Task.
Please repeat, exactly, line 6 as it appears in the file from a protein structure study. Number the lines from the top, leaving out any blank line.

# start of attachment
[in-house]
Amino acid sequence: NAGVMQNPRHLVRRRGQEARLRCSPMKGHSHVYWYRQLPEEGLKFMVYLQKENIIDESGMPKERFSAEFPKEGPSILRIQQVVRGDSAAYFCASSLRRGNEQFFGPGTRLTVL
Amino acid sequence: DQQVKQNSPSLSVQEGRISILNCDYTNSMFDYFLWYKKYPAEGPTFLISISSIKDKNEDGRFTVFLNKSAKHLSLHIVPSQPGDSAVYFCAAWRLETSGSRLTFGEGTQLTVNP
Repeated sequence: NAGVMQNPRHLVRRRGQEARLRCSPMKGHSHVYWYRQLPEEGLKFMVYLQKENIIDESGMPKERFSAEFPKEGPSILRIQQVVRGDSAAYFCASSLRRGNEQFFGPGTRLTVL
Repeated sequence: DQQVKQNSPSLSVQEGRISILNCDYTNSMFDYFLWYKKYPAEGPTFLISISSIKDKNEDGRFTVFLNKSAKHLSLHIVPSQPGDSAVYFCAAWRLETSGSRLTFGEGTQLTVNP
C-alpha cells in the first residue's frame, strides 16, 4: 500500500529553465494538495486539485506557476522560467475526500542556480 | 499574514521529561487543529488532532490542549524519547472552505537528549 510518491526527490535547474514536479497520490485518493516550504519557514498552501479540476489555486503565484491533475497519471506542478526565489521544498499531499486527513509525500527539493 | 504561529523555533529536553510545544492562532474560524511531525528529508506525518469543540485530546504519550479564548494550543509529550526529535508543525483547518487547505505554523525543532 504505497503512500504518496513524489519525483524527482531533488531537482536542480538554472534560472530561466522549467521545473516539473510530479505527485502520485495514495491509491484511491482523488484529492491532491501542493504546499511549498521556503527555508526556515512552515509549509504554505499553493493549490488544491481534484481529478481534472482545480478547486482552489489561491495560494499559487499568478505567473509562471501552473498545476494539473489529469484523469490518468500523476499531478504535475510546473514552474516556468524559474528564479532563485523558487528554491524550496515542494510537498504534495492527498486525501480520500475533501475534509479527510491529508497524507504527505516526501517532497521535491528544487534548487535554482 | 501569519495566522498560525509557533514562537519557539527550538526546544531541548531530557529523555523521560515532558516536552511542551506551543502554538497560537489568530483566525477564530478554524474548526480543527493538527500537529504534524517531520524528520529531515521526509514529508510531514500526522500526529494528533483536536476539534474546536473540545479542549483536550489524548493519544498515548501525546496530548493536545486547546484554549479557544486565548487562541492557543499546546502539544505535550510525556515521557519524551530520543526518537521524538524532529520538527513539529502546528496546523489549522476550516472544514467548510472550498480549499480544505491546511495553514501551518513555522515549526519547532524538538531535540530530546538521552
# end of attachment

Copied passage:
C-alpha cells in the first residue's frame, strides 16, 4: 500500500529553465494538495486539485506557476522560467475526500542556480 | 499574514521529561487543529488532532490542549524519547472552505537528549 510518491526527490535547474514536479497520490485518493516550504519557514498552501479540476489555486503565484491533475497519471506542478526565489521544498499531499486527513509525500527539493 | 504561529523555533529536553510545544492562532474560524511531525528529508506525518469543540485530546504519550479564548494550543509529550526529535508543525483547518487547505505554523525543532 504505497503512500504518496513524489519525483524527482531533488531537482536542480538554472534560472530561466522549467521545473516539473510530479505527485502520485495514495491509491484511491482523488484529492491532491501542493504546499511549498521556503527555508526556515512552515509549509504554505499553493493549490488544491481534484481529478481534472482545480478547486482552489489561491495560494499559487499568478505567473509562471501552473498545476494539473489529469484523469490518468500523476499531478504535475510546473514552474516556468524559474528564479532563485523558487528554491524550496515542494510537498504534495492527498486525501480520500475533501475534509479527510491529508497524507504527505516526501517532497521535491528544487534548487535554482 | 501569519495566522498560525509557533514562537519557539527550538526546544531541548531530557529523555523521560515532558516536552511542551506551543502554538497560537489568530483566525477564530478554524474548526480543527493538527500537529504534524517531520524528520529531515521526509514529508510531514500526522500526529494528533483536536476539534474546536473540545479542549483536550489524548493519544498515548501525546496530548493536545486547546484554549479557544486565548487562541492557543499546546502539544505535550510525556515521557519524551530520543526518537521524538524532529520538527513539529502546528496546523489549522476550516472544514467548510472550498480549499480544505491546511495553514501551518513555522515549526519547532524538538531535540530530546538521552